Where would you like to go by bike in Marietta?

That’s one of the questions posed to citizens in a $25,100 study presented to the City Council last week.

The city commissioned Amsterdam-based management consulting company Arcadis to collect data on where residents want to travel by bike and come up with plans and costs for creating new routes.

“We looked at all the potential corridors that would move people to the places they would want to go and the different types of facilities that would be appropriate for those rides,” said city transportation engineer Marc Simmons.

The researchers found the Square is the spot most people could ride their bikes to, followed by Kennesaw Mountain National Battlefield Park, city parks, the Silver Comet Trail and grocery stores.

As to why they don’t go to those places by pedal power, residents said the Loop, Whitlock Avenue and Powder Springs, Church and Polk streets are the scariest routes to bike.

Using data from over 300 people polled at the Taste of Marietta festival and in an online survey, the company put together detailed maps of potential routes across the city.

“This is the first time we’ve had a comprehensive study of the entire city, looking and trying to connect those networks together,” said City Manager Bill Bruton. “There have been smaller studies and smaller areas that have been looked at, but this puts everything together.”

The combined cost of the top 11 projects proposed by the consultants exceeds $24 million but Mayor Steve Tumlin said there are no plans to spend any of that money at the moment.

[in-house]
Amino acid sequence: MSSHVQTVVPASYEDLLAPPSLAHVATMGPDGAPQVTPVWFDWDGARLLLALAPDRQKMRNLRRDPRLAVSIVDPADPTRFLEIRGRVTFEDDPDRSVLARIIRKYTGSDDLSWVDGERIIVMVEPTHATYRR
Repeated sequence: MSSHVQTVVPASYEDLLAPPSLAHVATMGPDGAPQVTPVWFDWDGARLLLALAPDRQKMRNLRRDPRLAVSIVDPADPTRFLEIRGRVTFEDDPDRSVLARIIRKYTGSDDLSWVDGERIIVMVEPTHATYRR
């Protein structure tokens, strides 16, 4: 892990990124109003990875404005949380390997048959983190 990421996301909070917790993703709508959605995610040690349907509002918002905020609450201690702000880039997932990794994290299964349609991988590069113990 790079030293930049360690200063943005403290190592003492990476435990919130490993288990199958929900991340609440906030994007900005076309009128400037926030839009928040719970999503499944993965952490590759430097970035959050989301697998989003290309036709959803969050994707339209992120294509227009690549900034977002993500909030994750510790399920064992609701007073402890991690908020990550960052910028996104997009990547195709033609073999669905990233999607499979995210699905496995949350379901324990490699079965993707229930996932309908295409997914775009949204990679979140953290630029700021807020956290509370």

“You could call it a professional wish list,” Tumlin said. “It’s a beautiful plan, but it is balanced by the reality of being able to come up with that much money.”

Tumlin said the data will be useful in a number of ways. First, he said when the state or the Atlanta Regional Commission is looking for projects to fund, it pays to have plans already drawn out.

“If you have a general proposal and a federal grant pops up or an ARC grant, those that are prepared have a much better chance,” he said.

Tumlin also said having a bike master plan written down will allow the city to incorporate bike improvements into other projects. For instance, he said they may decide in the future when a street is being resurfaced to add a bike lane at the same time.

He said the projects could also someday end up being funded by a 1 percent special purpose local option sales tax if citizens come out in force in favor of new bike lanes.

Over in the parking lot of the Silver Comet Trail Monday afternoon there were over a dozen parked cars with bike racks mounted on them. Folks in helmets and tight shorts were pulling in and out, unloading their bikes or strapping them back in for the ride home.

One bicyclist, Damon Willis III, a logistics consultant from Smyrna, said he wrote to his councilman, Tim Gould, last week to ask about more bike lanes in his city.

Willis said he thinks more bike lanes in the area would inspire more people to ride to work and for fun.

“I travel a lot, especially internationally through work, and one of the big glaring things that I see in Europe that we don’t have here, at least in Marietta, Smyrna, in this area, is really access to safe places to ride your bike,” he said. “I think if we had that, more people would commute on their bikes to work. The Silver Comet is a jewel in this area, and there are so many cyclists who live in this area.”


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(1) comment

Nancy Loeffel

Please use designated bike lanes - not just two feet on the side of the road. That may be fine for professionals, but the rest of us would like to be able to bike also. Thanks!

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